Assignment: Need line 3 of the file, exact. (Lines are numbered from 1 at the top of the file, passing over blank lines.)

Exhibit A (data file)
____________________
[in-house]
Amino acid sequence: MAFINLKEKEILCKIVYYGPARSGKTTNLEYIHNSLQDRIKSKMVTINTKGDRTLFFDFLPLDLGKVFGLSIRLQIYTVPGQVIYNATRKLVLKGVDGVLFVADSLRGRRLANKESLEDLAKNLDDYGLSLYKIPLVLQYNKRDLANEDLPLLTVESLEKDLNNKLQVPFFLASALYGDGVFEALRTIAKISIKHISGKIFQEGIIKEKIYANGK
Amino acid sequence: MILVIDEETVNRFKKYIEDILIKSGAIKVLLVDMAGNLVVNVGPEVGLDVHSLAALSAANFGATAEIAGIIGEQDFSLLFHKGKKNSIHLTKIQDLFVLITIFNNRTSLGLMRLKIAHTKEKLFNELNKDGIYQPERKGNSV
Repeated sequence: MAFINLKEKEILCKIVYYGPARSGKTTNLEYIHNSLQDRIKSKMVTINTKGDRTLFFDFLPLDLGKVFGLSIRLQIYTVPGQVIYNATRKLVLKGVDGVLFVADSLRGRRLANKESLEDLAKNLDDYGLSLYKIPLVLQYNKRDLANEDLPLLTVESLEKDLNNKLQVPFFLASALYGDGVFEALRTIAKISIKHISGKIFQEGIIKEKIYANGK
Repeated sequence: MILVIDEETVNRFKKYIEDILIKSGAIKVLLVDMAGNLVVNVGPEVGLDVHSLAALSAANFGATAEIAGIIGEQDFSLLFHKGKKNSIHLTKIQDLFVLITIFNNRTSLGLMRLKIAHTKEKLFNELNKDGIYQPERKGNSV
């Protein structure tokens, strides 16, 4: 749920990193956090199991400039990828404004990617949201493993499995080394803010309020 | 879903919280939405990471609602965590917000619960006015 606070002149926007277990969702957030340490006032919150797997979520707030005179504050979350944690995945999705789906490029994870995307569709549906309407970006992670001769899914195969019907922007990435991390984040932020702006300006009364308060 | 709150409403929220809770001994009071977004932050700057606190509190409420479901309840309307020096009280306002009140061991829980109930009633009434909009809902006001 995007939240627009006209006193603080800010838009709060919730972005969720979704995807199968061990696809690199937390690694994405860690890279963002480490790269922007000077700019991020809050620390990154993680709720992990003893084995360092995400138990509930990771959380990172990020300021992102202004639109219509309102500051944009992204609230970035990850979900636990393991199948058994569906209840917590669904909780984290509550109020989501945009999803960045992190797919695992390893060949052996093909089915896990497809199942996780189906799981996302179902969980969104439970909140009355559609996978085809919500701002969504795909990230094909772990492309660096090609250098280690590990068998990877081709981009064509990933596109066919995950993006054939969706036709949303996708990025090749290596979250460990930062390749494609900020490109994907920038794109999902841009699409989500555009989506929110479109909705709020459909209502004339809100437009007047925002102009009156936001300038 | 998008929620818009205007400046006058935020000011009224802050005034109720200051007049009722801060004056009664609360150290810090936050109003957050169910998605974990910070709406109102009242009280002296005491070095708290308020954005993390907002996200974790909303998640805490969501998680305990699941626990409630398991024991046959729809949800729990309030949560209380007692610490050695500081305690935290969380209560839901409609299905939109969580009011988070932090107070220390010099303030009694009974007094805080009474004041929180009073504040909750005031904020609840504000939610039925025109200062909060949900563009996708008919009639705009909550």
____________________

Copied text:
Amino acid sequence: MILVIDEETVNRFKKYIEDILIKSGAIKVLLVDMAGNLVVNVGPEVGLDVHSLAALSAANFGATAEIAGIIGEQDFSLLFHKGKKNSIHLTKIQDLFVLITIFNNRTSLGLMRLKIAHTKEKLFNELNKDGIYQPERKGNSV